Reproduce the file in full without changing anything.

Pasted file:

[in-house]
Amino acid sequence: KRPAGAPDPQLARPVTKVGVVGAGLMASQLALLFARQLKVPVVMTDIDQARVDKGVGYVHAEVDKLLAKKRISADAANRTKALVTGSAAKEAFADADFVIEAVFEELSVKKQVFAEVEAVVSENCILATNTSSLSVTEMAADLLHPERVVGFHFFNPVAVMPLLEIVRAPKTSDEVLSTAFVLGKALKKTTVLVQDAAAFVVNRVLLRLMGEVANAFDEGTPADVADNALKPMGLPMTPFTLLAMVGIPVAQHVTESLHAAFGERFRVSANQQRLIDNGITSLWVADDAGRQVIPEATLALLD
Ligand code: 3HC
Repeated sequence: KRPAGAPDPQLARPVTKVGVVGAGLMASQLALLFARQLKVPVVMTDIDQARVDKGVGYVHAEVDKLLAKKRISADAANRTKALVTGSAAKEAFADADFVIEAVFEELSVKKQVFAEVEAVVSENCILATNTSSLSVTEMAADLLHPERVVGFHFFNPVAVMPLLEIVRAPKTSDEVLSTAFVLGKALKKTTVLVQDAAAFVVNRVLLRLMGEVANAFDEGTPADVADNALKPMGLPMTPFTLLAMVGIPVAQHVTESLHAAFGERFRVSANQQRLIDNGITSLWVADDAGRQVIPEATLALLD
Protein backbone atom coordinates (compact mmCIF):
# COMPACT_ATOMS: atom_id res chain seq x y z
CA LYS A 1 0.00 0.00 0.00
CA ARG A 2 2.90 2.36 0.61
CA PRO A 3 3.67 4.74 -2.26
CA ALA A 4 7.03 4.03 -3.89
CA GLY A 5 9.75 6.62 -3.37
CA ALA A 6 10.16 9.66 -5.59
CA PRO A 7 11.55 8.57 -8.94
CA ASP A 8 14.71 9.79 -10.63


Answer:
[in-house]
Amino acid sequence: KRPAGAPDPQLARPVTKVGVVGAGLMASQLALLFARQLKVPVVMTDIDQARVDKGVGYVHAEVDKLLAKKRISADAANRTKALVTGSAAKEAFADADFVIEAVFEELSVKKQVFAEVEAVVSENCILATNTSSLSVTEMAADLLHPERVVGFHFFNPVAVMPLLEIVRAPKTSDEVLSTAFVLGKALKKTTVLVQDAAAFVVNRVLLRLMGEVANAFDEGTPADVADNALKPMGLPMTPFTLLAMVGIPVAQHVTESLHAAFGERFRVSANQQRLIDNGITSLWVADDAGRQVIPEATLALLD
Ligand code: 3HC
Repeated sequence: KRPAGAPDPQLARPVTKVGVVGAGLMASQLALLFARQLKVPVVMTDIDQARVDKGVGYVHAEVDKLLAKKRISADAANRTKALVTGSAAKEAFADADFVIEAVFEELSVKKQVFAEVEAVVSENCILATNTSSLSVTEMAADLLHPERVVGFHFFNPVAVMPLLEIVRAPKTSDEVLSTAFVLGKALKKTTVLVQDAAAFVVNRVLLRLMGEVANAFDEGTPADVADNALKPMGLPMTPFTLLAMVGIPVAQHVTESLHAAFGERFRVSANQQRLIDNGITSLWVADDAGRQVIPEATLALLD
Protein backbone atom coordinates (compact mmCIF):
# COMPACT_ATOMS: atom_id res chain seq x y z
CA LYS A 1 0.00 0.00 0.00
CA ARG A 2 2.90 2.36 0.61
CA PRO A 3 3.67 4.74 -2.26
CA ALA A 4 7.03 4.03 -3.89
CA GLY A 5 9.75 6.62 -3.37
CA ALA A 6 10.16 9.66 -5.59
CA PRO A 7 11.55 8.57 -8.94
CA ASP A 8 14.71 9.79 -10.63